By Kells McPhillips
Pregnancy is one of the most significant transformations that can happen in a human life. So it’s no surprise that many of us may feel disconnected—and even alienated—from our postpartum bodies after nine months of watching ourselves change in small and large ways.
Before we dive in and talk about how to feel good in your own skin, it’s important to note that the focus of this article is slight disconnection, not disassociation. If you experienced a traumatic birth (and even if you experienced a normal birth that has left lingering trauma) that has sparked dissociative episodes, it’s critical to stop reading and contact your doctor.*
If you’re feeling ungrounded right now, know that you’re not alone. Mental health professionals say that this experience is complex but incredibly common. Below, learn about why you may feel distant from your postpartum body and how to get back in touch.
“Childbirth, while miraculous, can also be described in many other ways,” says Kara Kays, LMFT, a licensed marriage and family therapist at Thriveworks. “One way the human body attempts to manage extreme emotions and body sensations is through releasing hormones.” These hormones, combined with the medicine you’ve taken at the hospital, can leave you feeling woozy and unlike yourself—and those feelings can linger, she adds.
Besides the delirium of the hospital visit and birth, an onslaught of new stimuli may also leave you feeling like your body isn’t yours. Perinatal psychotherapist Kara Cruz, LMFT, explains that caring for a newborn baby puts a lot of pressure on your nervous system. “New mothers are constantly needed for something. They’re overstimulated to the point where they’re feeling overwhelmed and tired—even after just a simple touch,” she explains. Whether that sense of overwhelm comes from frequent feedings, persistent crying, or just a lack of alone time, these feelings are normal.
While you’re experiencing this tsunami of emotions, be mindful of your thoughts and resist the urge to blame yourself for having complex emotions. You can love breastfeeding your baby and feel inundated at the very same time.
Some good news: There are plenty of small ways to touch base with your body in the spare moments between meeting the demands of being a new parent. Consider which of the following practices might support you, and try one (or a few) of them out today.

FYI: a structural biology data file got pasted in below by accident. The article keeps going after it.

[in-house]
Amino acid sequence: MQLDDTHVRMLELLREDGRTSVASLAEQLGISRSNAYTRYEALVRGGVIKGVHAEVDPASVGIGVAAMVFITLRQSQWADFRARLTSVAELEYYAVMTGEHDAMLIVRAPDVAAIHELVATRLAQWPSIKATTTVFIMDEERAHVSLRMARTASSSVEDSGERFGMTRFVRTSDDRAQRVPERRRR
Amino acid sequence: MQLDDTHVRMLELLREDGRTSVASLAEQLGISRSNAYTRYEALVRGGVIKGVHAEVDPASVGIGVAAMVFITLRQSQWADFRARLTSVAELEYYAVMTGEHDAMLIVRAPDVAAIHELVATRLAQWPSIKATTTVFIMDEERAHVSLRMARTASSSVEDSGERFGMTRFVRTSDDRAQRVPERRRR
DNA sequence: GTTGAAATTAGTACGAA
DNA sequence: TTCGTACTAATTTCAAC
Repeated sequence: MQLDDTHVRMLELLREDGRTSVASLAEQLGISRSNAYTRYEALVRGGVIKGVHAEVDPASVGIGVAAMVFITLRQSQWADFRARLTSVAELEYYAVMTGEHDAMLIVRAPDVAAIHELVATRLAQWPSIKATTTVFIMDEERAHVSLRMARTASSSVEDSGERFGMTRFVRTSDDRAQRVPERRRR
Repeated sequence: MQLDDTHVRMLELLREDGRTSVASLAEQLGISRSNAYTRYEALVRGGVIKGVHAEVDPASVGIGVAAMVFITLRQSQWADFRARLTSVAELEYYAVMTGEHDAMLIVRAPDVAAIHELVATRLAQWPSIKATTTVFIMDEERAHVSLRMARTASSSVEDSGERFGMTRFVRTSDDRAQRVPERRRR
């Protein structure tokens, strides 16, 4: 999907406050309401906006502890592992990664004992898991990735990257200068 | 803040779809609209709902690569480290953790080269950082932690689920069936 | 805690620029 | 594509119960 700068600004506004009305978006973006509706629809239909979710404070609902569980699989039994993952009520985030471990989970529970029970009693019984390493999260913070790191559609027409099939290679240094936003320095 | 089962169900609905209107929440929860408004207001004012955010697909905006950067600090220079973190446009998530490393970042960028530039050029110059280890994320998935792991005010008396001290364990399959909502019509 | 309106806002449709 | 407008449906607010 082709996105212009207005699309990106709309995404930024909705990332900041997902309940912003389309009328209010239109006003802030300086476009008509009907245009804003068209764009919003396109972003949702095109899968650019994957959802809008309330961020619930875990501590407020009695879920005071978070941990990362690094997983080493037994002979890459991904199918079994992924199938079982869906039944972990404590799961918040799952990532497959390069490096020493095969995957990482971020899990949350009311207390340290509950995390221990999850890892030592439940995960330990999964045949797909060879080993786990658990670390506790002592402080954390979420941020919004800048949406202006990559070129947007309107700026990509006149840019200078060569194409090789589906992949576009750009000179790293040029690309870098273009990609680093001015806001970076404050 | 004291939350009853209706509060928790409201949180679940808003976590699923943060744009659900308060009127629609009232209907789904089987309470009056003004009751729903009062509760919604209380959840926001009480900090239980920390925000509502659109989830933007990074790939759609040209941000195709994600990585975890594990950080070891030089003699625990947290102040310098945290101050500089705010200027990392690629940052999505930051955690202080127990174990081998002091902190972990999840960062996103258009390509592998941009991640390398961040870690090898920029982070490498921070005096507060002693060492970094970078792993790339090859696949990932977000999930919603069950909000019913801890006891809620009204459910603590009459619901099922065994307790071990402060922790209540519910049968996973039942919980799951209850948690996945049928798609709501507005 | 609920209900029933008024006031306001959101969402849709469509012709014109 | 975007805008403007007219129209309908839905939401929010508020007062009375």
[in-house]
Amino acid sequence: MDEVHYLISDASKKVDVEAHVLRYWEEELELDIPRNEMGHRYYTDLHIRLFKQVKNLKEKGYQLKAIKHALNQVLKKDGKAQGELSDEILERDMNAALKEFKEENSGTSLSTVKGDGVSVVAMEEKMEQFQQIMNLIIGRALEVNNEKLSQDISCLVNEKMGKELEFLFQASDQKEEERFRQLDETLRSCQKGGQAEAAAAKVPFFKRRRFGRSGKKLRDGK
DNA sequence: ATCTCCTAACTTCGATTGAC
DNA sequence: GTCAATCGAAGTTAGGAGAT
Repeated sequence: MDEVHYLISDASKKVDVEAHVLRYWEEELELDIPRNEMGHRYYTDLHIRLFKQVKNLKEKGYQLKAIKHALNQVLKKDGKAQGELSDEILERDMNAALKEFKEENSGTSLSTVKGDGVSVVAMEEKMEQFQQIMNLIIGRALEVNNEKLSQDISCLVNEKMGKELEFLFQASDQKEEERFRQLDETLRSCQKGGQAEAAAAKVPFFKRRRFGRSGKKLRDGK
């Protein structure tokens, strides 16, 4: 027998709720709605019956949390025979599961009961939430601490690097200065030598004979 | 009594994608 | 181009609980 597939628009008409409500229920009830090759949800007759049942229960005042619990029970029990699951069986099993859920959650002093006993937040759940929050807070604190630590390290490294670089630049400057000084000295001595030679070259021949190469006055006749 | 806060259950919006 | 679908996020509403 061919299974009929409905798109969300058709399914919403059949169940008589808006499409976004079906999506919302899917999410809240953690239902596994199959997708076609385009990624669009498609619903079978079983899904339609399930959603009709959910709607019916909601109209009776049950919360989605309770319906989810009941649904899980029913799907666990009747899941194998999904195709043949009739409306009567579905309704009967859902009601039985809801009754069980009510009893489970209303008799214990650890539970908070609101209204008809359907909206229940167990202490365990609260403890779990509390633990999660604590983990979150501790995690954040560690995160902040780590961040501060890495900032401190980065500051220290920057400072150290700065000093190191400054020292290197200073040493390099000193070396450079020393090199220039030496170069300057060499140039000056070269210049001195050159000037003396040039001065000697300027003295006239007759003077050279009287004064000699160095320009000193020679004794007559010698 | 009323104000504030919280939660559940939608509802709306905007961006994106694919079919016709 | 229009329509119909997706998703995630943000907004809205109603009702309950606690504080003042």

“Mindfulness can be described as being present in a moment with specific intent,” says Kays. “Mindfulness of the body would be a great starting point. Take note of how the body feels, moves, stays still, engages with your mind, and engages with others.” She explains that “being present with the body in its current state will begin to create a sense of meaningful connectedness.
Try choosing a grounding phrase that you can pull out of your pocket in difficult times. “Mantras can be beneficial to keep a certain headspace, or better yet, to help develop a wanted headspace,” says Kays. “Imagine how grateful you are to your body or how you want your body to feel.” She recommends creating a short phrase that you can repeat anytime you’re feeling disconnected, perhaps something as simple as “I am grateful to my body.”
If the idea of creating a mantra feels daunting, Kays recommends saying “thank you” to different parts of your body.
“Movement tends to be an ever-present piece of the recovery puzzle,” says Kays. “Being kind to yourself postpartum with slow movement that brings awareness to all parts of the body will help reawaken the mind/body connection.”
We understand that the idea of exercising may feel exhausting. Just know that the simplest movements, like gently stretching your neck or extending your arms up and over your head, can ground you when you’re feeling far away from yourself.
Of course, make sure to run any formal exercise regimen by your doctor first.
Kays recommends listening closely to what you’re craving right now. Do you want fresh fruits and veggies? Something more hearty? A dessert? Try to give your body the nourishment it’s asking for rather than telling yourself there’s something you “need” to eat or snacking on whatever’s around.
Writing is one of the easiest ways to plug into how you feel and what’s troubling you. “Keep track of when you feel most connected, most disconnected, most rested, and most exhausted,” says Kays. “Allow yourself to bring attention to what needs attention and what deserves attention. In order to journal, we need to bring our minds to a space of awareness. This awareness has the ability to work wonders.”
*Call the National Maternal Mental Health Hotline, 1-833-852-6262, for more information.